[…] once you have been in an academic career for twenty years certain chores are given you and your range of freedom becomes restricted. Demands of all kinds are made at the same time as family pressures begin to mount and you feel that at that midway point in your life your personality is being eroded and you must think of measures of self-defence. One of the best means of self-defence, as one knows, is to go into the potting shed and build something that no one understands or no one knows what it is meant to be. That is how the writing of literary texts began for me. It was an eccentric pastime that no one knew about; not even people in my own house knew what I was doing exactly. I just pottered away and produced these bits […]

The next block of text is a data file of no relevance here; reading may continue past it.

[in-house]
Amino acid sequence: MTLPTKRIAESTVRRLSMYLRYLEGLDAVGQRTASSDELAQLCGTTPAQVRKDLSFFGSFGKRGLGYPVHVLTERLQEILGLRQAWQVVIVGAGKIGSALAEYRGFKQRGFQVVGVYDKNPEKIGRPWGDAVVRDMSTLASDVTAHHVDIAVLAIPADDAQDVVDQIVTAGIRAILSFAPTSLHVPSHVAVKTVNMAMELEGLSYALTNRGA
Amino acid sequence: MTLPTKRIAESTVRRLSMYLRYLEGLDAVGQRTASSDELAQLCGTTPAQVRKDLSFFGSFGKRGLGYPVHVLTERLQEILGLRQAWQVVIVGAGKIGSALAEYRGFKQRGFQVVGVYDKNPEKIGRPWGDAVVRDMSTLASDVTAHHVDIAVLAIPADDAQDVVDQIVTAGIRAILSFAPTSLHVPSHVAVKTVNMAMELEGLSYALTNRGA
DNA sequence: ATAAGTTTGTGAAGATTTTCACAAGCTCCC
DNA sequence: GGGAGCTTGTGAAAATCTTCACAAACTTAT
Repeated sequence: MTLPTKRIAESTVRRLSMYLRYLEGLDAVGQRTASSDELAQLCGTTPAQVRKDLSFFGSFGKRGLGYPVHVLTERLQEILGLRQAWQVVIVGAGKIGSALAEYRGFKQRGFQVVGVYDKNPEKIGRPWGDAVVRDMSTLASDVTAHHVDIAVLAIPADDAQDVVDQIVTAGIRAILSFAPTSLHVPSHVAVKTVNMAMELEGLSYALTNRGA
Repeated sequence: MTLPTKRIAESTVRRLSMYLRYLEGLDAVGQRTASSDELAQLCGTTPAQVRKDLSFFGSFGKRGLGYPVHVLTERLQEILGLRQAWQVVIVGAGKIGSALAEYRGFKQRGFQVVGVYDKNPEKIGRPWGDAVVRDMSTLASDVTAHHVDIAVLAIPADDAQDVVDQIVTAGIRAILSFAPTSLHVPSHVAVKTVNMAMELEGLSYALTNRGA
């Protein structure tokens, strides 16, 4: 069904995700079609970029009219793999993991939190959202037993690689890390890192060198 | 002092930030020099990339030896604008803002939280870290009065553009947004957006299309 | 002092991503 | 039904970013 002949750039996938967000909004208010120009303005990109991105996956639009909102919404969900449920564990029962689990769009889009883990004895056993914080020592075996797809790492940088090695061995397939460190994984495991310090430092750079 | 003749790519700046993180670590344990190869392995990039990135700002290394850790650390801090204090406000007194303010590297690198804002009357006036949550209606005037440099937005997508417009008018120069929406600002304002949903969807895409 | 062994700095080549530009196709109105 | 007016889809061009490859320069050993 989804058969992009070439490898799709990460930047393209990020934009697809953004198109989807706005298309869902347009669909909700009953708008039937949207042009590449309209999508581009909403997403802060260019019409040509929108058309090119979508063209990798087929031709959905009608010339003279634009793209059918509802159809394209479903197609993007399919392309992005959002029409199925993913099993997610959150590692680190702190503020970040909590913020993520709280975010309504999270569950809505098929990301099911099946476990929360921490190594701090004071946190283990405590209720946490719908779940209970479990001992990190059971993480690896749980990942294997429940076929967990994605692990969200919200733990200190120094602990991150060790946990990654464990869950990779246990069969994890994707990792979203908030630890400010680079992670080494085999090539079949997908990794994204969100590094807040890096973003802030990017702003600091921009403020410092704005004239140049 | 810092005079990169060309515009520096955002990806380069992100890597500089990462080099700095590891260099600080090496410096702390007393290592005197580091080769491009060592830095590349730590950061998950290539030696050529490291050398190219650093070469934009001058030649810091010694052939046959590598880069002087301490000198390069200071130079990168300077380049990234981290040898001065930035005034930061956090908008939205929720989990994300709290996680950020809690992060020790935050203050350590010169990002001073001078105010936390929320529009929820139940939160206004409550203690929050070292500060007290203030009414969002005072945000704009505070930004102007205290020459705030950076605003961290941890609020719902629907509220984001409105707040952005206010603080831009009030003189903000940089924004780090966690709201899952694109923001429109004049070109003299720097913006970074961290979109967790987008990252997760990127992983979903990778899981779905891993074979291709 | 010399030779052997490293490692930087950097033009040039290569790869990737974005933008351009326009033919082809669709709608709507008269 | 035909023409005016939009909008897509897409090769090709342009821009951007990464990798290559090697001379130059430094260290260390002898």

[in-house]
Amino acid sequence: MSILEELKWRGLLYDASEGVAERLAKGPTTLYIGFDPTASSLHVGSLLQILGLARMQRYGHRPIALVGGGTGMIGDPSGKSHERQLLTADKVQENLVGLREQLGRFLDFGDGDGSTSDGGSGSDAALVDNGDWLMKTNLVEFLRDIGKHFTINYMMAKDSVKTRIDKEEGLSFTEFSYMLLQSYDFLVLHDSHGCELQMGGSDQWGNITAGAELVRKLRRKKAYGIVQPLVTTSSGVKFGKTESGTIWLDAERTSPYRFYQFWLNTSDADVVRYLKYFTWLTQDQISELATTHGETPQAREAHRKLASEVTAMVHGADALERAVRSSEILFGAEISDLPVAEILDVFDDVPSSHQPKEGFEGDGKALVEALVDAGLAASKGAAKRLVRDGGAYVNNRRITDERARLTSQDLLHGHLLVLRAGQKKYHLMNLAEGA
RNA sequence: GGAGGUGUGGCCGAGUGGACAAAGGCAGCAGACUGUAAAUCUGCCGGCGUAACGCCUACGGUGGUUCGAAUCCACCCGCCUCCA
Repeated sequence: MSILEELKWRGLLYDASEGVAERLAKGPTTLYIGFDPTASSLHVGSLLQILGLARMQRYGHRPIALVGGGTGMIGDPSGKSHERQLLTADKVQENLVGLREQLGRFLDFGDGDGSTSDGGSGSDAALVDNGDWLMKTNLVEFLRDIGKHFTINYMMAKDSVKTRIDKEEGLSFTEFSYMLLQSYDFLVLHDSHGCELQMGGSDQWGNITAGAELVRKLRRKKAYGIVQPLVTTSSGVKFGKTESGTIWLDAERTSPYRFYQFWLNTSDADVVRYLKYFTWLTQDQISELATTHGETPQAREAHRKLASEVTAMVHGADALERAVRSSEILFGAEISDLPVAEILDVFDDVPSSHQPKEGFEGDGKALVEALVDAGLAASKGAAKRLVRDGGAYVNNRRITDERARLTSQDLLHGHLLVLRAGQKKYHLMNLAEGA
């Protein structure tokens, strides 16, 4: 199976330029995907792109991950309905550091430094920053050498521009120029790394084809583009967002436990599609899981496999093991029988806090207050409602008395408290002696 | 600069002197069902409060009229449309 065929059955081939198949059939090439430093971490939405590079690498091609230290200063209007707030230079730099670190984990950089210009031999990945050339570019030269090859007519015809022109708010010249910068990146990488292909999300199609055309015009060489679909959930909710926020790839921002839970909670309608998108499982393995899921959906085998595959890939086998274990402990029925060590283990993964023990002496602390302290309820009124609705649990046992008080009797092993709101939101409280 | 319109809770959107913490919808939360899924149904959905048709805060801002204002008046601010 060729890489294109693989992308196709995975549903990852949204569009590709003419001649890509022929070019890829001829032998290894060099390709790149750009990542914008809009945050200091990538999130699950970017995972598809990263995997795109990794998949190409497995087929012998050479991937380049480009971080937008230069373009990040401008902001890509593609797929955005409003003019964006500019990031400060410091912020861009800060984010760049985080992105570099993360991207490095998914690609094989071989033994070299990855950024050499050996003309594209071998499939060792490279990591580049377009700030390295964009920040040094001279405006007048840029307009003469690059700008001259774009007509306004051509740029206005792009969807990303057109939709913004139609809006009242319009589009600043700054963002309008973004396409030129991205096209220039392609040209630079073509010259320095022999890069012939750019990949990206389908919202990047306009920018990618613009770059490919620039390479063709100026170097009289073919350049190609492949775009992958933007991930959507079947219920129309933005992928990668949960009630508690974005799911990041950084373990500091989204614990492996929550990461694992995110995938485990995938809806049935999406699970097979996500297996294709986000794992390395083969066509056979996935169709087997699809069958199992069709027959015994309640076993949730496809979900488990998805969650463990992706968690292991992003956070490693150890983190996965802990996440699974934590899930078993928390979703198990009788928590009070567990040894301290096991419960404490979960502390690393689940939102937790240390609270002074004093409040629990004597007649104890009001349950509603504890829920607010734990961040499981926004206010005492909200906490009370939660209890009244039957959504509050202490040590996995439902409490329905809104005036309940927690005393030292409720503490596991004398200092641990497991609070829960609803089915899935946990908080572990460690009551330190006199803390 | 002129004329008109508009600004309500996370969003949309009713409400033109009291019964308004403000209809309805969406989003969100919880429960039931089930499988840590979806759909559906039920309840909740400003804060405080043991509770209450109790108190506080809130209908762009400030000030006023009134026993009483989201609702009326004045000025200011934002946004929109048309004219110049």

W. G. Sebald, in Christopher Bigsby, Writers in Conversation, The Arthur Miller Centre for American Studies, Norwich, 2000 and 2001, Vol. 2. Via Vertigo: Collecting W.G. Sebald.